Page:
The Comprehensive Africa Agriculture Development Programme (CAADP)

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The Comprehensive Africa Agriculture Development Programme (CAADP) have important implications for small scale farmers in the region. This article provides a brief overview of this policy – how it will be implemented and its agenda

WHAT IS CAADP?

CAADP is an agricultural framework for the whole of Africa. It was adopted by the African Union (AU) in 2003. In 2010 the AU established the NEPAD Planning and Coordinating Agency (NPCA) to  coordinate and administer CAADP.

CAADP provides an approach and a set of principles to guide, plan, and design policies and reforms of the agricultural sector. It wants to transform African agriculture from subsistence to a business enterprise through market-led growth and increased productivity. It promises pro-poor agricultural development strategies but as we will discuss below we do not believe that CAADP, as it stands at present, is pro-poor.

The overall goal of CAADP is to “help African countries reach a higher path of economic growth  through agriculture-led development, which eliminates hunger, reduces poverty and food insecurity and enables expansion of exports”. CAADP has 4 basic pillars (Box 1) and African governments made two key commitments (Box 2).

HOW IS CAADP TO BE IMPLEMENTED?

CAADP is to be implemented throughout the African continent. Each economic region (e.g.SADC, EAC, ECOWAS, COMESA, CEN-SAD) and each country is supposed to plan, and design reforms of the agricultural sector and policies according to CAADP guidelines.

Where is CAADP implemented?

CAADP’s AGENDA:

Modernise African agriculture:

CAADP wants to do this through the “adoption of modern or improved technologies” associated with the Green Revolution. These “new technologies” include the use of new external inputs such as hybrid seeds, genetically modified (GM) seeds and associated agrochemicals (fertilisers and pesticides). These technologies are protected by patents and are very expensive.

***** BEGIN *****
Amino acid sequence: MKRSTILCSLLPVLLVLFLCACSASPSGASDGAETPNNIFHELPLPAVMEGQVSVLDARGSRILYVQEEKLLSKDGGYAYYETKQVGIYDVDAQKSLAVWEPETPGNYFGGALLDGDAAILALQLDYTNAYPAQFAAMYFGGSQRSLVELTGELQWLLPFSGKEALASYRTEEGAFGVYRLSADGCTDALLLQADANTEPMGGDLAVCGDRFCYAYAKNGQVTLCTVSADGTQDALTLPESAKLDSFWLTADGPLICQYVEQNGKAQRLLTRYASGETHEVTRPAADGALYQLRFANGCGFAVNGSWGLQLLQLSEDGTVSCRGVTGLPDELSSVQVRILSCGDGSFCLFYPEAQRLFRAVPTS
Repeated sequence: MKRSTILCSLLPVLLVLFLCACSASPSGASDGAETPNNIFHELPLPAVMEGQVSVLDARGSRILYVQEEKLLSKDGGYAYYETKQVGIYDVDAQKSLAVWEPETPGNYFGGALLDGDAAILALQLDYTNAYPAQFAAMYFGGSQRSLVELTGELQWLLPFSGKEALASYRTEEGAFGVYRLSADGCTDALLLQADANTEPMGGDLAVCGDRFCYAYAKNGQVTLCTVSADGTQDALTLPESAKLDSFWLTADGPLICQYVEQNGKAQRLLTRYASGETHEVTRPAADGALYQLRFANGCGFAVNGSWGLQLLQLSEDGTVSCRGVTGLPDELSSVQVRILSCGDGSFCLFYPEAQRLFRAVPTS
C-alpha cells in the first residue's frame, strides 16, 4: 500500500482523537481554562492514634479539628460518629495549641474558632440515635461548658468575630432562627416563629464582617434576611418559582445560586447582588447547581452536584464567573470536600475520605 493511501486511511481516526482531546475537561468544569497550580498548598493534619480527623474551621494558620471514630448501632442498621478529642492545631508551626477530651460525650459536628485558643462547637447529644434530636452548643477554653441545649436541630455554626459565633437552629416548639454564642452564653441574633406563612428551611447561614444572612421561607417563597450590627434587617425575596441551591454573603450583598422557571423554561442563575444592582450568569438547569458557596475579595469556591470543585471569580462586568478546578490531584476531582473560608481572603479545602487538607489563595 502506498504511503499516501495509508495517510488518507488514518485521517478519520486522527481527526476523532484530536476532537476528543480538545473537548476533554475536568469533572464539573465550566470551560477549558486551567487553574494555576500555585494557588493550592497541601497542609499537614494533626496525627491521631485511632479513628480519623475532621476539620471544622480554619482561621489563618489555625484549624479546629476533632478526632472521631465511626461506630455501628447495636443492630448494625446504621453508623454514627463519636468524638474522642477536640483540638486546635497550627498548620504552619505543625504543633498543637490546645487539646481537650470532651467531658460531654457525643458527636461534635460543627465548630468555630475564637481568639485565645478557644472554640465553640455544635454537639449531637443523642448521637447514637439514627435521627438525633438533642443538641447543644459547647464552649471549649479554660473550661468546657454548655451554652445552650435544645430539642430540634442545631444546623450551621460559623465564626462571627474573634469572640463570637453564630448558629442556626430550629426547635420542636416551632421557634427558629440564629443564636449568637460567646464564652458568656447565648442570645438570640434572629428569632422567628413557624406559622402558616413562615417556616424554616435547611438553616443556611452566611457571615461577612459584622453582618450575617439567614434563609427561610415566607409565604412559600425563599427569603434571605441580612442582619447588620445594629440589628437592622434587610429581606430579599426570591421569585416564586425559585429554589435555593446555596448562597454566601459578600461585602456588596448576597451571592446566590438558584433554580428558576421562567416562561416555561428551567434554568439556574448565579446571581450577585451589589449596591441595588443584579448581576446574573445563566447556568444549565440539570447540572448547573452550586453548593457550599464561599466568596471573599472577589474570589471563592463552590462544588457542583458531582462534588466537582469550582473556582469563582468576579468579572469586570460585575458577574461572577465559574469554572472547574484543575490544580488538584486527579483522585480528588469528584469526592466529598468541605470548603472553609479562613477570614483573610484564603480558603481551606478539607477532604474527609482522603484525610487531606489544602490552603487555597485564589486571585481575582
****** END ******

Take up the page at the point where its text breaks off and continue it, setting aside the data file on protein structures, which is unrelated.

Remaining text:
Agriculture is to lead economic growth in Africa:

This is to be done through commercialisation and trade of raw materials and value added products, oriented towards export.

PPPs (Public-Private Partnerships):

CAADP is to be implemented through PPPs between the state, the private sector, development “donors” and charitable institutions (e.g. the Rockefeller and the Bill Gates Foundations; see also Box 3). The private partners promise Foreign Direct Investments (FDIs), if they get “best returns” and “risks reduction” on their investments. To attract FDIs African states have to change current laws and create new institutions, policies and laws to protect the interests of investors. For example: African governments have to harmonise seed laws and adopt policies that make it easier for financial investors to circulate across regions and repatriate their profits.

“Development corridors”:

To facilitate the PPPs CAADP proposes that agriculture be integrated into “development corridors”. These corridors are to be linked to international agricultural “value chains” producing exportable produce.

Smallholder famers will be linked to the “value chains” through “outgrower schemes” and “contract farming”. They will be able to access ‘loans and financing’ only if they have legally binding production contracts. These loans and financing will not be in cash, but in the form of industrial inputs (fertilisers, pesticides and seeds) supplied by the contractors.

PIDA (Programme for Infrastructure Development in Africa):

In 2010 CAADP launched the PIDA and guides the policies and investment priorities between 2011 and 2030. It is to be funded by the European Union, the Islamic Development Bank, the Africa Fund for Water and NEPAD. Four key sectors have been identified: water, energy, transport and ICT (information and communication technologies).

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